Monday, July 8, 2024 - 05:30 am Categories:
Press Release

North Dakota School Superintendent Kirsten Baesler said new state guidance about artificial intelligence has been designed to help local schools develop their own AI policies, and help teachers and administrators work more efficiently.

The information, which has been posted on the Department of Public Instruction’s website, was compiled by a group of educators drawn from North Dakota schools, the NDDPI, the Department of Career and Technical Education, and state information technology agencies. 

Baesler said implementing AI, or any other instructional tool, requires planning and alignment with existing educational priorities, goals, and values. Humans should always control how AI is used, and review any AI output for errors, she said. An abbreviated description of the process is Human-Technology-Human.

“We must emphasize keeping the main thing the main thing, and that is to prepare our young learners for their next challenges and goals,” Baesler said.

Steve Snow and Kelsie Seiler, who work in the NDDPI Office of School Approval and Opportunity, said guidance information was drawn from other state agency education agencies and technology websites, such as and It took about eight months to gather and develop the material.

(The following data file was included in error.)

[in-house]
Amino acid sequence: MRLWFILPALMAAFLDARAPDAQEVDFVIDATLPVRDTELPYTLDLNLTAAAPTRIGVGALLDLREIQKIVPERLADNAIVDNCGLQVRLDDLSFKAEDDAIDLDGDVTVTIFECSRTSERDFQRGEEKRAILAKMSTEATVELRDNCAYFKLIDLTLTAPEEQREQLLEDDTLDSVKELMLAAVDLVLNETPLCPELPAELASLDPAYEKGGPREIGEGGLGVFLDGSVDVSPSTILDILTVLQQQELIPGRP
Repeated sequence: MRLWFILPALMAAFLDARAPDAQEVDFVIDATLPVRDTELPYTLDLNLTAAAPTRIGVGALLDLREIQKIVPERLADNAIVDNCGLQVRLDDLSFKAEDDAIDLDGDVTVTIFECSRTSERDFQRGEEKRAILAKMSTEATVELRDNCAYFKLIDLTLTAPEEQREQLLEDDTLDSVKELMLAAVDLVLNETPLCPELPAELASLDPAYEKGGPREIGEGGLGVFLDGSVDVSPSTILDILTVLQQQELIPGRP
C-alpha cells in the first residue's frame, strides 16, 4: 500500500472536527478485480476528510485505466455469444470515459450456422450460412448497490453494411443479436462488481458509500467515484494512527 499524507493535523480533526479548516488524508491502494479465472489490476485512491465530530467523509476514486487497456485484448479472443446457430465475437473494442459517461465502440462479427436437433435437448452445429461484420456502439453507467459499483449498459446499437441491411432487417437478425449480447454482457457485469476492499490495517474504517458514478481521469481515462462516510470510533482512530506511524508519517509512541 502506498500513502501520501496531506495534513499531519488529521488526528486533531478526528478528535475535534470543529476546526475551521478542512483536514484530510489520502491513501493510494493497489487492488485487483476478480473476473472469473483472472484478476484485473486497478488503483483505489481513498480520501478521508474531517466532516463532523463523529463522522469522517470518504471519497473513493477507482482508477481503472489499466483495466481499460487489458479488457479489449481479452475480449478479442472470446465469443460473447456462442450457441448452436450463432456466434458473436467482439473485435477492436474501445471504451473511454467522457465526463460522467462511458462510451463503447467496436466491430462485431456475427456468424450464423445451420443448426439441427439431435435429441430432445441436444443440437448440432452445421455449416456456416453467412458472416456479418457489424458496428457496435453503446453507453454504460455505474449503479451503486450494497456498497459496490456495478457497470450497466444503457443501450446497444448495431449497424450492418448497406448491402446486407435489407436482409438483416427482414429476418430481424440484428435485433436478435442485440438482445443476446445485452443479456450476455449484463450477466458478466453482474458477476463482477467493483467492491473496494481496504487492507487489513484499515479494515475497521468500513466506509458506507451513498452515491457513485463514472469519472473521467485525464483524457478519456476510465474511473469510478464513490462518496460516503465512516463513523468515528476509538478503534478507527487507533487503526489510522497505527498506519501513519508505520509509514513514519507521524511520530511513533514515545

“We had a team that looked at guidance from other states, and we pulled pieces from different places, and actually built guidance tailored for North Dakota students,” Snow said.

Seiler noted that AI is best at data analysis, predictive analytics – which examines past behavior to predict future actions – and automating repetitive tasks. It is not good at emotional intelligence, interdisciplinary research and problem solving, or inventive concepts.

Snow added that one possible use of AI for teachers is to design lesson plans that align with North Dakota’s academic content standards. This can be done quickly, and plans can be changed to accommodate students who may not have initially grasped the material. AI can ease the task 

“You have so many resources (teachers) can use that are going to make your life so much easier,” Snow said. “I want the teachers, administration, and staff to get comfortable with using (AI), so they’re a little more comfortable when they talk to kids about it.” 

Seiler also pointed out that the NDDPI guidance is not a “how-to” manual for using AI but provides general suggestions on how to develop local policies to take advantage of it in ways that make families, students, and teachers comfortable.

“Our guidance is meant to provide some tools to the school administration and say, ‘Here are some things to think about when you implement your own AI guidance,’” Snow said. “For instance, do you have the infrastructure to support (AI)? Do you have a professional development plan so your teachers can understand it? Do you have governance in place that says what AI can and can’t be used for?”